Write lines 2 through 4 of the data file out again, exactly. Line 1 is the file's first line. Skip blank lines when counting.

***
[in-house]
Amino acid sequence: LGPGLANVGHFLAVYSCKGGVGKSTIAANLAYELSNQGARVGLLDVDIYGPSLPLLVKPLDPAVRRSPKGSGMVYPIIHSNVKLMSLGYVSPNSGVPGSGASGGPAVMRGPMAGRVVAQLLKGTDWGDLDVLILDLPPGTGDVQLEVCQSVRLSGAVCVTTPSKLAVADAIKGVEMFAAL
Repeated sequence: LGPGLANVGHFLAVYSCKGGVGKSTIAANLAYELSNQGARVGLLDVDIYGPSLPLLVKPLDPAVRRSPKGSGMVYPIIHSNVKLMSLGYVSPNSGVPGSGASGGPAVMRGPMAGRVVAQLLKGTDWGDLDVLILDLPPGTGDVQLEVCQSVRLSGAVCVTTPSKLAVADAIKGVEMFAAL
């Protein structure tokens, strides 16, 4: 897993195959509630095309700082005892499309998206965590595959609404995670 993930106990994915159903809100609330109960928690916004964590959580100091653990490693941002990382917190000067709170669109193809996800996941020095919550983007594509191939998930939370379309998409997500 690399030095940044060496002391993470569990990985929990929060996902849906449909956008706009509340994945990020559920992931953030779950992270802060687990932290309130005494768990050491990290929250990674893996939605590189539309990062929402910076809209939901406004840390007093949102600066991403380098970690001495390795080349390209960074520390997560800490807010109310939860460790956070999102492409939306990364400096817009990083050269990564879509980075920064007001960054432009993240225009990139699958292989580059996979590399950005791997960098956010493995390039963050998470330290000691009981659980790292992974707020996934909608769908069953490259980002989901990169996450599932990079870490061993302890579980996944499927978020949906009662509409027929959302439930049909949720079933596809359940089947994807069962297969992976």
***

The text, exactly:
Amino acid sequence: LGPGLANVGHFLAVYSCKGGVGKSTIAANLAYELSNQGARVGLLDVDIYGPSLPLLVKPLDPAVRRSPKGSGMVYPIIHSNVKLMSLGYVSPNSGVPGSGASGGPAVMRGPMAGRVVAQLLKGTDWGDLDVLILDLPPGTGDVQLEVCQSVRLSGAVCVTTPSKLAVADAIKGVEMFAAL
Repeated sequence: LGPGLANVGHFLAVYSCKGGVGKSTIAANLAYELSNQGARVGLLDVDIYGPSLPLLVKPLDPAVRRSPKGSGMVYPIIHSNVKLMSLGYVSPNSGVPGSGASGGPAVMRGPMAGRVVAQLLKGTDWGDLDVLILDLPPGTGDVQLEVCQSVRLSGAVCVTTPSKLAVADAIKGVEMFAAL
């Protein structure tokens, strides 16, 4: 897993195959509630095309700082005892499309998206965590595959609404995670 993930106990994915159903809100609330109960928690916004964590959580100091653990490693941002990382917190000067709170669109193809996800996941020095919550983007594509191939998930939370379309998409997500 690399030095940044060496002391993470569990990985929990929060996902849906449909956008706009509340994945990020559920992931953030779950992270802060687990932290309130005494768990050491990290929250990674893996939605590189539309990062929402910076809209939901406004840390007093949102600066991403380098970690001495390795080349390209960074520390997560800490807010109310939860460790956070999102492409939306990364400096817009990083050269990564879509980075920064007001960054432009993240225009990139699958292989580059996979590399950005791997960098956010493995390039963050998470330290000691009981659980790292992974707020996934909608769908069953490259980002989901990169996450599932990079870490061993302890579980996944499927978020949906009662509409027929959302439930049909949720079933596809359940089947994807069962297969992976």